MINNEAPOLIS (FOX 9) - It’s amazing what a few weeks and a winning streak can do for the Gopher women’s basketball team.
It was a mix of fun and focus on Friday as Lindsay Whalen and the Gophers were practicing ahead of their Sunday match-up with Northwestern at Williams Arena. It was about a month ago when doubt probably started to creep in on the Gophers’ season.
Minnesota started the Big Ten season 1-4, with three of the losses coming by at least 16 points. The Gophers ended that skid with a 78-50 win at Wisconsin, then went onto lose another three straight. They finished the front half of the Big Ten slate 2-6, but beat the Wildcats 61-54 in Evanston 10 days ago to end that skid.
That was the start of what’s now a three-game win streak for the Gophers with six regular season games left before the Big Ten Tournament. Minnesota beat Rutgers, one of the best teams in the Big Ten, 60-46. They held off a late charge from Indiana Wednesday night in a 65-61 road victory.
They’re now two wins away from getting back to .500 in Big Ten play.
“I think we’re playing really hard right now. We’ve deserved to win these games because of how hard we’re playing. Putting that extra time in practice and all those things has been great,” Whalen said.
With just six games left, the sense of urgency has kicked in for the players. Now is the time to make a run if they want to make the goal of being an NCAA Tournament team become a reality in March.
“I think we’re probably the hungriest team in the Big Ten right now,” senior guard Kenisha Bell said. “We lost a couple games in a stretch and I think we’ve been playing with a chip on our shoulder this whole time.”
The Gophers have gotten contributions across the board in their three-game win streak. In their win at Northwestern, Bell and Destiny Pitts both played the full 40 minutes and scored a combined 36 points on 50 percent shooting.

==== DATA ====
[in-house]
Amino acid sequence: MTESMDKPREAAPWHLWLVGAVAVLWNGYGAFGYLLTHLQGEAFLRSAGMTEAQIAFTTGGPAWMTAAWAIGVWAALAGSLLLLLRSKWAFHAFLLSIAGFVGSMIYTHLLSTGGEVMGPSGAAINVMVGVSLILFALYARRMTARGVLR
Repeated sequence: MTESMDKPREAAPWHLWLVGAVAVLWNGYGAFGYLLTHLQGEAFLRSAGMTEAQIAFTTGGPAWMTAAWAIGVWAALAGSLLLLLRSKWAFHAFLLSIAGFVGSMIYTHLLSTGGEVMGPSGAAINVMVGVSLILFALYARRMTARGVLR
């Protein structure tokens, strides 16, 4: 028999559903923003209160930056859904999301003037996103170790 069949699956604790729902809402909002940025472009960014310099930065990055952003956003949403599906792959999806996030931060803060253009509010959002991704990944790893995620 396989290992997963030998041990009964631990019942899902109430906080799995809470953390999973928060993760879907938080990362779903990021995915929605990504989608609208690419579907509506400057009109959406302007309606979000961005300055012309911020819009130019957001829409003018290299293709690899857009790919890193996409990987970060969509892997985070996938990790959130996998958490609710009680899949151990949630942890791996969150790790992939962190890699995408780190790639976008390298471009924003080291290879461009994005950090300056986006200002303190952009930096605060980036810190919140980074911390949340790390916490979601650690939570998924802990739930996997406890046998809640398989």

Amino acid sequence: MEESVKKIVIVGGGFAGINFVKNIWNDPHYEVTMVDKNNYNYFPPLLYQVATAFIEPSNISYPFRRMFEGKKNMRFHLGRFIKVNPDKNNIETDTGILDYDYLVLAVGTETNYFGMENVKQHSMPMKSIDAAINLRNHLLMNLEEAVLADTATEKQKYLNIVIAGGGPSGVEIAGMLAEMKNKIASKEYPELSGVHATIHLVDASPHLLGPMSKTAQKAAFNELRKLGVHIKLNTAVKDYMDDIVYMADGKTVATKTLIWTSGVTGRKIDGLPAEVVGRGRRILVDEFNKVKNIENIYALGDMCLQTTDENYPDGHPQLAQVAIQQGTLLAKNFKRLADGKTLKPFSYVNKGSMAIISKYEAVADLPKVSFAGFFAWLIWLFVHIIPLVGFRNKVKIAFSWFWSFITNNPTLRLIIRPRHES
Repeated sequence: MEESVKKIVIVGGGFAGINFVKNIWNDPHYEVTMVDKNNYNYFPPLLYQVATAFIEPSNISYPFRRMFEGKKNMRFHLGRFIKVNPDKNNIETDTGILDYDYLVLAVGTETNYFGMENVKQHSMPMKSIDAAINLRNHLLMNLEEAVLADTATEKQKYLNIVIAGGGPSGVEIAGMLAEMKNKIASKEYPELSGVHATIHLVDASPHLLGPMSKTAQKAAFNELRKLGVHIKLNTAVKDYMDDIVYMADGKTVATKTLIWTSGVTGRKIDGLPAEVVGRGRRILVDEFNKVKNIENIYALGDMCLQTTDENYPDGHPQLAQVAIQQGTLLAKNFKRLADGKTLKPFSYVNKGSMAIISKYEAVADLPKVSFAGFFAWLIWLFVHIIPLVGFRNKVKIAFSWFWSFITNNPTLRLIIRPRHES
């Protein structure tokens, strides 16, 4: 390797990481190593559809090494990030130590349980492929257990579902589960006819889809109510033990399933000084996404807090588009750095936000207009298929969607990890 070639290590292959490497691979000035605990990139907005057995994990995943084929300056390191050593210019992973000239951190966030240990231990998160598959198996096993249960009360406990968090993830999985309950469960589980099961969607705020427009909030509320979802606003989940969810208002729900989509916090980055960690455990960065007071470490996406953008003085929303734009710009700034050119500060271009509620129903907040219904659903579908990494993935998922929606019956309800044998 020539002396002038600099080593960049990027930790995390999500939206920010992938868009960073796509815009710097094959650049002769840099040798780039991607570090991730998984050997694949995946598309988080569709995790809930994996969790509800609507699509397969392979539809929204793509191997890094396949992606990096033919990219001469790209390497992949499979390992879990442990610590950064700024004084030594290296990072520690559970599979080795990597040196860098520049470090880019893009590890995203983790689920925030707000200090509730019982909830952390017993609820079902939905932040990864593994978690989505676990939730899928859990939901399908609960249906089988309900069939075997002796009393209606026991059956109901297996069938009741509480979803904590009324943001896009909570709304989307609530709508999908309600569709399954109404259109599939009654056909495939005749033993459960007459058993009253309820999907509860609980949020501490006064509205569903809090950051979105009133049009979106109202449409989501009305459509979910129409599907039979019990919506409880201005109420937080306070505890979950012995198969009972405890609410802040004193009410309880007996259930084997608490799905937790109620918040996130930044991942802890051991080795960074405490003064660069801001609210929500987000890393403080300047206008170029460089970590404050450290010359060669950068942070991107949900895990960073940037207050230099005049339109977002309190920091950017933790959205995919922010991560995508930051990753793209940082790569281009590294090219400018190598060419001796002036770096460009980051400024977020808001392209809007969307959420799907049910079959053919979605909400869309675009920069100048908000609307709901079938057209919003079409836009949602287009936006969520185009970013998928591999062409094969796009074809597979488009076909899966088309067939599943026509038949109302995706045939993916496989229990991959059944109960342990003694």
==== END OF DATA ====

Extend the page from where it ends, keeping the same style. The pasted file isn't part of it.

The two biggest changes that have resulted in the Gophers’ last three wins? They’ve gone to a smaller lineup against zone defenses to put more shooters on the floor, and senior Irene Perez has had her playing time significantly increase the last four games.
Perez has played at least 33 minutes in four straight games. She played all 40 minutes at Indiana Wednesday night and had one of her best games of the season with 11 points and six rebounds. Perez made consecutive three-pointers to get Minnesota’s offense started at Indiana.
“I think the last couple weeks I’ve been getting more comfortable during practices and during games, and that’s why I think the last game I got my best game,” Perez said.
The Gophers are also starting to make more shots. In two of their last three wins, they’re shooting nearly 40 percent from three-point range. Destiny Pitts is 6-of-16, 37.5 percent, from the perimeter in the last three wins. Over her last five games, she’s averaging 17.6 points per game and shooting 44 percent from three-point range.
Whalen hasn’t been afraid to make adjustments, and learning on-the-go has been a big part of the Gophers’ season so far. She’s learned more about herself as a coach this season in the face of adversity and the grind of a Big Ten schedule than anything the hot start to the season could teach her.
“We’ve got six games left to keep working, but I learned more from than two to three week stretch than any other time this year because it really makes you evaluate and quickly think what you need to do to help your team improve,” Whalen said.
The Gophers are 11-4 at Williams Arena and the program is seeking its 700th win on Sunday. They also finish the regular season on the road against two of the best teams in the Big Ten, at Maryland and at Rutgers, before hosting Michigan State in the final game before the conference tournament.
The players know they have to stick to what’s been working in the last three wins and maintain a sense of urgency the rest of the season.
“After going on the losing streak that we did, you can’t be anything but hungry. So I think that’s the biggest thing,” Taiye Bello, who averages 9.9 points and 13 rebounds per game, said. “Definitely playing with a chip on our shoulder, and that starts with practicing hard.”